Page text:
59 Facts About John Banville


William John Banville was born on 8 December 1945 and is an Irish novelist, short story writer, adapter of dramas and screenwriter.


John Banville was elected a Fellow of the Royal Society of Literature in 2007.


John Banville is a former member of Aosdana, having voluntarily relinquished the financial stipend in 2001 to another, more impoverished, writer.


John Banville was born and grew up in Wexford town in south-east Ireland.


John Banville is considered a contender for the Nobel Prize in Literature.


William John Banville was born to Agnes and Martin Banville, a garage clerk, in Wexford, Ireland.


John Banville is the youngest of three siblings; his older brother Vincent is a novelist and has written under the name Vincent Lawrence as well as his own.


John Banville stole a collection of Dylan Thomas's poetry from Wexford County Library while in his teens.


John Banville was educated at CBS Primary, Wexford, a Christian Brothers school, and at St Peter's College, Wexford.


John Banville took advantage of these rates to travel in Greece and Italy.


The Irish Times, too, endured financial troubles, and John Banville was offered the choice of taking a redundancy package or working as a features department sub-editor.


John Banville has two sons from a marriage to the American textile artist Janet Dunham, whom he met in the United States during the 1960s.


John Banville later went on to have two daughters from another relationship.


John Banville published his first book, a collection of short stories titled Long Lankin, in 1970.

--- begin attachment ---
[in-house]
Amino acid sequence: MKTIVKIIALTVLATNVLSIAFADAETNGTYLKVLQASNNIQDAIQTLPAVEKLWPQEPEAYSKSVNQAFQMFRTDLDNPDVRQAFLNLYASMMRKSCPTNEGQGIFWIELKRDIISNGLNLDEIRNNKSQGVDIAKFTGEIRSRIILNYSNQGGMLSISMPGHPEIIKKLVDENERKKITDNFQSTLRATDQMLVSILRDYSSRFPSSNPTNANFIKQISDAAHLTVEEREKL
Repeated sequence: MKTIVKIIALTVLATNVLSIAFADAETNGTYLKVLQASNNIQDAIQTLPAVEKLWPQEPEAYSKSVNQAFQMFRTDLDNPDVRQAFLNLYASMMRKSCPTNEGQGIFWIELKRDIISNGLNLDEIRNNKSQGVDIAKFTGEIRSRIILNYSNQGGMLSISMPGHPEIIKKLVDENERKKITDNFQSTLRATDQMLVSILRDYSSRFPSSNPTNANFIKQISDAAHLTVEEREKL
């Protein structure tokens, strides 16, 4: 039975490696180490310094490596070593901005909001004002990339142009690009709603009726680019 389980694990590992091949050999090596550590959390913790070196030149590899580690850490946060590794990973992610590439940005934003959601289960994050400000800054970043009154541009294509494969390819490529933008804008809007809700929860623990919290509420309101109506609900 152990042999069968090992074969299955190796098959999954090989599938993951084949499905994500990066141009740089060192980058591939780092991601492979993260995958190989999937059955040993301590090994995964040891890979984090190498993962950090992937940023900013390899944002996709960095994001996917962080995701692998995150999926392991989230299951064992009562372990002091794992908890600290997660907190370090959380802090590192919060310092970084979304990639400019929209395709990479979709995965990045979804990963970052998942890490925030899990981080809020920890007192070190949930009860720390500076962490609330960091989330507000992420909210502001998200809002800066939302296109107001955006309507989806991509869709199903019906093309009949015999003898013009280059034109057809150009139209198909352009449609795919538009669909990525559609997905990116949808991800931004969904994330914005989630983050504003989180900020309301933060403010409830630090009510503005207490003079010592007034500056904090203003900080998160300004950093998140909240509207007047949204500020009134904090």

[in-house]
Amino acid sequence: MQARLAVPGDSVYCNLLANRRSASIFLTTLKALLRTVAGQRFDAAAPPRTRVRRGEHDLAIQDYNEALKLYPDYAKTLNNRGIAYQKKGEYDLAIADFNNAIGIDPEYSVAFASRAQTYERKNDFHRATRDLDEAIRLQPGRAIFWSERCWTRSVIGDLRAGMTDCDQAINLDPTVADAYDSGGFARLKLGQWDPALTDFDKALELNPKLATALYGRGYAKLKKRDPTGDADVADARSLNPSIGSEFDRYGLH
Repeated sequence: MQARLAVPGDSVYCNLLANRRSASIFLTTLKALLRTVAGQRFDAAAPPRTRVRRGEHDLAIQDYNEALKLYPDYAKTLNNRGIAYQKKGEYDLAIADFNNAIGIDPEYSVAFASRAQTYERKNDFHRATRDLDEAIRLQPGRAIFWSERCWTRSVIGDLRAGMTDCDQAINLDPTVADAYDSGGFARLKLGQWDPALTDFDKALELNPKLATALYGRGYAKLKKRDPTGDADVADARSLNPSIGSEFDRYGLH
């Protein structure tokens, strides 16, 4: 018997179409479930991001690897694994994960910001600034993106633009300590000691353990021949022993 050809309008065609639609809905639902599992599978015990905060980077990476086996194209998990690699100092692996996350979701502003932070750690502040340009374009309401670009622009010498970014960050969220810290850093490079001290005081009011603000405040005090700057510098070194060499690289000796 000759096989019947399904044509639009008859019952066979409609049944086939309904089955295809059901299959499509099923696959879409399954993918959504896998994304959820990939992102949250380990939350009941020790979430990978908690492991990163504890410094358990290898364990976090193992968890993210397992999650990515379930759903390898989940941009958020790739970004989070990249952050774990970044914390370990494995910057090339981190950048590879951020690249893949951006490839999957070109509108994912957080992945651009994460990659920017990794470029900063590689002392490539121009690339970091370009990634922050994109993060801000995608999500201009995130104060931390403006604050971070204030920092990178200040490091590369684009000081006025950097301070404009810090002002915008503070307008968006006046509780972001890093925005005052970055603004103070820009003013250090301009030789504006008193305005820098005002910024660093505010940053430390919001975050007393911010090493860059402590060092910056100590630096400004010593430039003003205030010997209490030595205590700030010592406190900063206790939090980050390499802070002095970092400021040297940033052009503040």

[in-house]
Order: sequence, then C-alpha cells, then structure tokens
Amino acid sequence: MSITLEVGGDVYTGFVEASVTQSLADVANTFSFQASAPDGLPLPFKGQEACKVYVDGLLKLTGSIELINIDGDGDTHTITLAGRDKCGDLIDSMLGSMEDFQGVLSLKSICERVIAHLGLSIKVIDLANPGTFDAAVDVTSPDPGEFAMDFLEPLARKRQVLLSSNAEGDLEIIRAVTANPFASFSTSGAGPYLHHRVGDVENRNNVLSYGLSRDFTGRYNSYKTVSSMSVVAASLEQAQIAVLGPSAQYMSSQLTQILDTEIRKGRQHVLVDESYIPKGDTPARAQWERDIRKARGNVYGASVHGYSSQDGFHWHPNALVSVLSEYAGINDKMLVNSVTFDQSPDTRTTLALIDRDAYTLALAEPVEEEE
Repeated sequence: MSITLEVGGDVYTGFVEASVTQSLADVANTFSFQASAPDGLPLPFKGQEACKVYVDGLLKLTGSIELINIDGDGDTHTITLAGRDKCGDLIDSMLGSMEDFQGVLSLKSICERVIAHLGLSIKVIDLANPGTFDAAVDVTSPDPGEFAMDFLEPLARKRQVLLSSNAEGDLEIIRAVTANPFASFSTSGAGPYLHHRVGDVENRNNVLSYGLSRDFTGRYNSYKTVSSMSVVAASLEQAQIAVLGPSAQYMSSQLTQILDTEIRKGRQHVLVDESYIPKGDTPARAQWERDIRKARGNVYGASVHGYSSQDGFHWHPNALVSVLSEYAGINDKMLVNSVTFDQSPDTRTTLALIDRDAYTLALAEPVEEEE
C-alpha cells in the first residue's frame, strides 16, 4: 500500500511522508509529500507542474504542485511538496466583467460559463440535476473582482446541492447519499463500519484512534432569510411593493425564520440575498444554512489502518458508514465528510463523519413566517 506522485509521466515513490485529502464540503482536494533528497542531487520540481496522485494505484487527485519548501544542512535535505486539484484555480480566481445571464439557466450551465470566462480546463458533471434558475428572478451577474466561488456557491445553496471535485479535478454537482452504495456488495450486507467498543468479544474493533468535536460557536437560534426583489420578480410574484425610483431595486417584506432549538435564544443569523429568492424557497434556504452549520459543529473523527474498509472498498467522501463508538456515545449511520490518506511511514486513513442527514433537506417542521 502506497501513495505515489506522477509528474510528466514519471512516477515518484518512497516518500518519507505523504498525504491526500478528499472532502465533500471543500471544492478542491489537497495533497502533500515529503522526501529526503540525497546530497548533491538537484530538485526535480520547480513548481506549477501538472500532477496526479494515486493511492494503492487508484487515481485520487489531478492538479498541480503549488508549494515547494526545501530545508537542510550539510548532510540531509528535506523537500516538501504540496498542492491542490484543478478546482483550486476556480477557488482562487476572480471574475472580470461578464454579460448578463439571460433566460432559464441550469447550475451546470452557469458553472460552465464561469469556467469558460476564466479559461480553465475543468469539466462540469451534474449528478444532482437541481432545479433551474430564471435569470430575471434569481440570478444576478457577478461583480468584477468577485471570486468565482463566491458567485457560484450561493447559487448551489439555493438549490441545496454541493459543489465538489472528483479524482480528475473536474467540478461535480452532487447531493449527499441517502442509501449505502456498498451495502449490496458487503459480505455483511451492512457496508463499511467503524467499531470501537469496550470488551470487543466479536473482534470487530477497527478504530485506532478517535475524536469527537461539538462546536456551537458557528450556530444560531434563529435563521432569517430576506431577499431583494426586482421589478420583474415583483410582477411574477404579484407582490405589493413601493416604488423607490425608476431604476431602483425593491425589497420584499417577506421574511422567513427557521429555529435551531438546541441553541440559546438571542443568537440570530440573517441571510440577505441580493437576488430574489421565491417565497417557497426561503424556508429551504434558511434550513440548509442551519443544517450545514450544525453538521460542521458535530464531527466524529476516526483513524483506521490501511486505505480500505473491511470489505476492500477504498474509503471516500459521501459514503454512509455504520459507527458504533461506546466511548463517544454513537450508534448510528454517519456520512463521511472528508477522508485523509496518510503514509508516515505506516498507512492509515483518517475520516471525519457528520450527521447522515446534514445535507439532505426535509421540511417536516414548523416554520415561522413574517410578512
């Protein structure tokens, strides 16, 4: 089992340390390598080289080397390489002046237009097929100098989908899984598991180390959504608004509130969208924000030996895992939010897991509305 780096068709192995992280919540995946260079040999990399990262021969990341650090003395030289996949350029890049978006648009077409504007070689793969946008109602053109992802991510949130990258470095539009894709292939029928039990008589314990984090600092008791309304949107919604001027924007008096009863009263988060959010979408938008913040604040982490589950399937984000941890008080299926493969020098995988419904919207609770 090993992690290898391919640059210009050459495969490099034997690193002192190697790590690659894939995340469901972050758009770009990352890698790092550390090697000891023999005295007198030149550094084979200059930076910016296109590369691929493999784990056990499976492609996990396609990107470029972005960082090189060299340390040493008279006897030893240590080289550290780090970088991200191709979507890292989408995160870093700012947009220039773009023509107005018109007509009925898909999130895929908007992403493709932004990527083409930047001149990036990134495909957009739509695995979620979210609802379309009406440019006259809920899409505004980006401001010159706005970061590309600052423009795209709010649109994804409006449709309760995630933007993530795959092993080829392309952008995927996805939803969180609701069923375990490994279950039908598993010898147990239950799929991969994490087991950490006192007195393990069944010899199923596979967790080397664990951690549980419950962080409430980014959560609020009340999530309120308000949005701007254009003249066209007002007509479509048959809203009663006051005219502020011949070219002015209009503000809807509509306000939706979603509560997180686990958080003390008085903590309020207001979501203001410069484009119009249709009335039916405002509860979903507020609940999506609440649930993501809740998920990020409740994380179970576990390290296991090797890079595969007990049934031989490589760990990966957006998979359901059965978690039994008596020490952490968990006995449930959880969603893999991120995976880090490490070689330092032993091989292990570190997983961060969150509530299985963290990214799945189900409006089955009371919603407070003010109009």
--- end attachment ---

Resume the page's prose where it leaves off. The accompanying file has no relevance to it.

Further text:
John Banville has disowned his first published novel, Nightspawn, describing it as "crotchety, posturing, absurdly pretentious".


Since 1990, John Banville has been a regular contributor to The New York Review of Books.


John Banville has written three trilogies: the first, The Revolutions Trilogy, focused on great men of science and consisted of Doctor Copernicus, Kepler, and The Newton Letter.


John Banville said he became interested in Kepler and other men of science after reading Arthur Koestler's The Sleepwalkers.


John Banville realised that, like him, scientists were trying to impose order in their work.


John Banville wrote fondly of John McGahern, who lost his job amid condemnation by his workplace and the Catholic Church for becoming intimately involved with a foreign woman.


However, John Banville was aware that McGahern had been unwell and, having performed the necessary checks to ensure that he was still alive, concluded that it was McGahern who was dead instead.


John Banville writes his Benjamin Black crime fiction much more quickly than he composes his literary novels.


John Banville appreciates his work as Black as a craft, while as Banville he is an artist.


John Banville considers crime writing, in his own words, as being "cheap fiction".


John Banville replied that nobody would translate them and that he was often referred to pejoratively as a West Brit.


John Banville wrote an account of Caravaggio's 1602 painting The Taking of Christ for the book Lines of Vision, released in 2014 to mark the 150th anniversary of the National Gallery of Ireland.


John Banville provided a contribution to Sons+Fathers, a book published in 2015 to provide funds for the Irish Hospice Foundation's efforts to give care to terminally ill patients within their own homes.


John Banville's typical writing day begins with a drive from his home in Dublin to his office by the river.


John Banville writes on two desks at right angles to each other, one facing a wall and the other facing a window through which he has no view and never cleans.


John Banville advises against young writers approaching him for advice: "I remind them as gently as I can, that they are on their own, with no help available anywhere".


John Banville is considered by critics as a master stylist of English, and his writing has been described as perfectly crafted, beautiful, dazzling.


John Banville is known for his dark humour, and sharp, wintery wit.